Thanks to Kaycie Anderson, a student in my Monsters Unleashed class, who shared this photo she took in Ocho Rios, Jamaica. This came up when we were discussing Erckmann-Chatrian's story "The Waters of Death," concerning an arachnid that dines out of its weight class. The spider pictured here--the golden-silk orb-weaver, Nephila clavipes--isn't the kind meant in the story, but it does occasionally take vertebrates as prey. Here is its close cousin from Australia taking a snake:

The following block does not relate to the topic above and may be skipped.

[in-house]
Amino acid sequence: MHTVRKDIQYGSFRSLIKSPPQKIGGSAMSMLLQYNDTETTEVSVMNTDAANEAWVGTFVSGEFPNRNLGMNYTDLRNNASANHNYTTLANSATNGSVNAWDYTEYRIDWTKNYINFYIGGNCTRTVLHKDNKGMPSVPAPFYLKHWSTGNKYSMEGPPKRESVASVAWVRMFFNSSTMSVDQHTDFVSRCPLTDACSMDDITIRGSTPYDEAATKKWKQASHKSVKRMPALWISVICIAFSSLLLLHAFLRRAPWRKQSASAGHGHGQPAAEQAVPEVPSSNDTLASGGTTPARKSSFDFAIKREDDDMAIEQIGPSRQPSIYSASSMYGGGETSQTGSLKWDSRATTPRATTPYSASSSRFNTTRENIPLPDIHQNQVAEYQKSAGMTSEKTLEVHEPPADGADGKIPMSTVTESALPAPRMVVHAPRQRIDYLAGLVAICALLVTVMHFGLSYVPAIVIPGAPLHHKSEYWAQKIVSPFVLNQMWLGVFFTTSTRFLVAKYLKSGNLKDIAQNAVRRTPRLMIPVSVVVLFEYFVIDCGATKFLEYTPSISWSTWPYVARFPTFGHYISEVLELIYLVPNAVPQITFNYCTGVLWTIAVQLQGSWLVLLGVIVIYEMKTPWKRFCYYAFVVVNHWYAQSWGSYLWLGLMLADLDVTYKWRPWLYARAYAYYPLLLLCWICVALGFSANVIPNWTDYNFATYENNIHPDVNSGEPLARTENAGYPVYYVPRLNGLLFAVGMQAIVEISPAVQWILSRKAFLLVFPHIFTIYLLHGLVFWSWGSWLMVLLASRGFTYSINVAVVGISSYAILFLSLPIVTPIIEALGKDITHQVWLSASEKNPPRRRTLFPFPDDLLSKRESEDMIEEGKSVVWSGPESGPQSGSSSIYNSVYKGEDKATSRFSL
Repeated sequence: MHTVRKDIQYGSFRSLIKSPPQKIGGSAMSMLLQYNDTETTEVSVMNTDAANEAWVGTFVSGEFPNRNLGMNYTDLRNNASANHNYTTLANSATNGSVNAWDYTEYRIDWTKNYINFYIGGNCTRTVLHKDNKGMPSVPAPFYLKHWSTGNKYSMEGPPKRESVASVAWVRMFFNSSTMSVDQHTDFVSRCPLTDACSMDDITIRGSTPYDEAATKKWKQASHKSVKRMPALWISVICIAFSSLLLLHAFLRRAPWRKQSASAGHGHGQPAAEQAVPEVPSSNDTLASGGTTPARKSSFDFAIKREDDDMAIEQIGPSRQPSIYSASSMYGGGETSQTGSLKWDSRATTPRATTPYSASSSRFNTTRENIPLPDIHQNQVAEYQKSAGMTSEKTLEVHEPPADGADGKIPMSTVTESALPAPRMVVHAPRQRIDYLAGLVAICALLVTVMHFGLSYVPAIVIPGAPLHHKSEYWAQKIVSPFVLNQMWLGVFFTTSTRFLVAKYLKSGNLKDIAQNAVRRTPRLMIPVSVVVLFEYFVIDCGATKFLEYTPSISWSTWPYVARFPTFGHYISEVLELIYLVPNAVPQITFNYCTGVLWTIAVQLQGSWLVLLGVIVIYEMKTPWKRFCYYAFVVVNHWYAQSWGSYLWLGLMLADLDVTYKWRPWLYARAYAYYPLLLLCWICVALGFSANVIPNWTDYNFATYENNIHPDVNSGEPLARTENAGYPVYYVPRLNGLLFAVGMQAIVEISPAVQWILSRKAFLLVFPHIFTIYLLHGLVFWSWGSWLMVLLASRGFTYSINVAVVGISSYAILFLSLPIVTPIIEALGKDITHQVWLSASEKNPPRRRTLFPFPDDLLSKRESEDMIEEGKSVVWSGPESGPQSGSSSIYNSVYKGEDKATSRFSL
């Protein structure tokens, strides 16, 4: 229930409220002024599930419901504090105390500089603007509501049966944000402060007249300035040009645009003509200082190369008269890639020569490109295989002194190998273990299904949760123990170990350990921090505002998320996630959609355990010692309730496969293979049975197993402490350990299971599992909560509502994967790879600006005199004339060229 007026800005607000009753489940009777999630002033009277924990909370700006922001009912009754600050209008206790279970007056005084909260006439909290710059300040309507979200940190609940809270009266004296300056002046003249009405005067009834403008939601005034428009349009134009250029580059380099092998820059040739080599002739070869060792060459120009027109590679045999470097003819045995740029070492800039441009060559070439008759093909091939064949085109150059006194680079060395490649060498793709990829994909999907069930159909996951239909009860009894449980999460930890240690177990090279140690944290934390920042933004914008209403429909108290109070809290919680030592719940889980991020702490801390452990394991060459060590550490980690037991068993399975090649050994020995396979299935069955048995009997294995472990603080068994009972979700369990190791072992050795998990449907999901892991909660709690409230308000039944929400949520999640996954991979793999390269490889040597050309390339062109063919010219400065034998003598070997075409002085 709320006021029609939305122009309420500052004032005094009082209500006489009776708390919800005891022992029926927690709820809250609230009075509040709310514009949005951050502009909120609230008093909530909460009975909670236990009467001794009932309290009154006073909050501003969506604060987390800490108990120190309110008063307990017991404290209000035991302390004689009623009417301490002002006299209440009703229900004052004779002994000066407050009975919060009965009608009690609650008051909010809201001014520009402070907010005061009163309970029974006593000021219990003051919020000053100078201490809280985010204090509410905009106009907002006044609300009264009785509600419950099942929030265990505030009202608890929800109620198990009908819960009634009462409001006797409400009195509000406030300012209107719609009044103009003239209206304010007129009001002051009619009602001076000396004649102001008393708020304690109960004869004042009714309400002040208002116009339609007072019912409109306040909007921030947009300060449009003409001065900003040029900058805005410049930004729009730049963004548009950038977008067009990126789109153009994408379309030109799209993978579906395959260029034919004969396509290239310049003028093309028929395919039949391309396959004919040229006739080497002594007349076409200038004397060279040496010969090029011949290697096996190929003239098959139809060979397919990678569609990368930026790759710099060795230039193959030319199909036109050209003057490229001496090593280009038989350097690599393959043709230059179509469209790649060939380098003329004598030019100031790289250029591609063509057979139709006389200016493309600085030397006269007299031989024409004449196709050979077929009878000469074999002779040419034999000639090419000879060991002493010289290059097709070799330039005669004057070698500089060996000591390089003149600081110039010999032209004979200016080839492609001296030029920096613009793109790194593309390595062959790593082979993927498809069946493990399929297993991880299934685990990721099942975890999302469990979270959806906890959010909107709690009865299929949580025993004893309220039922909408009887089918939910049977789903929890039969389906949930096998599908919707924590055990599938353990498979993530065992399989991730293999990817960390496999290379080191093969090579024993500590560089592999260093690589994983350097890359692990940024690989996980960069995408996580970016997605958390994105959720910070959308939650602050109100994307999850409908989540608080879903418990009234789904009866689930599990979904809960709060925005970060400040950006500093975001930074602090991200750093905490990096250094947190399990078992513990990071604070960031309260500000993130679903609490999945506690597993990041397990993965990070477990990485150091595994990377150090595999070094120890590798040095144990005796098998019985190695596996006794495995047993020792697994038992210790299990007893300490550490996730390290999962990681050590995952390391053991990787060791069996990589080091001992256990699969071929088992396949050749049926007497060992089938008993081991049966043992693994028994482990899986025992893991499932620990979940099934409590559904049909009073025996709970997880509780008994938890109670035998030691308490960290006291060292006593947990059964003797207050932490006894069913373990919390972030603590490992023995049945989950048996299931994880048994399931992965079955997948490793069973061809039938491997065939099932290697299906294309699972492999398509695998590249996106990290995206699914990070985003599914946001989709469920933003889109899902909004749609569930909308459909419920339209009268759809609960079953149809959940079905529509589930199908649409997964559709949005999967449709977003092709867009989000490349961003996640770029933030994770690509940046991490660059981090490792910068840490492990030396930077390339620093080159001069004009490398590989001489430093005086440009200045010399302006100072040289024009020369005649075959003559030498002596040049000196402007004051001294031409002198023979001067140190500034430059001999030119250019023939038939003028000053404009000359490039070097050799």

. . . and a bird:
Erckmann and Chatrian call their critter a crab-spider (or spider-crab in some translations), but they aren't talking about the harmless family of spiders currently known by that name (see D'Arcy's gorgeous close-ups of a crab spider here). They surely meant massive spiders like the Goliath bird-eater:
For any arachnid, capturing a bird is a rare event. . . but it does happen.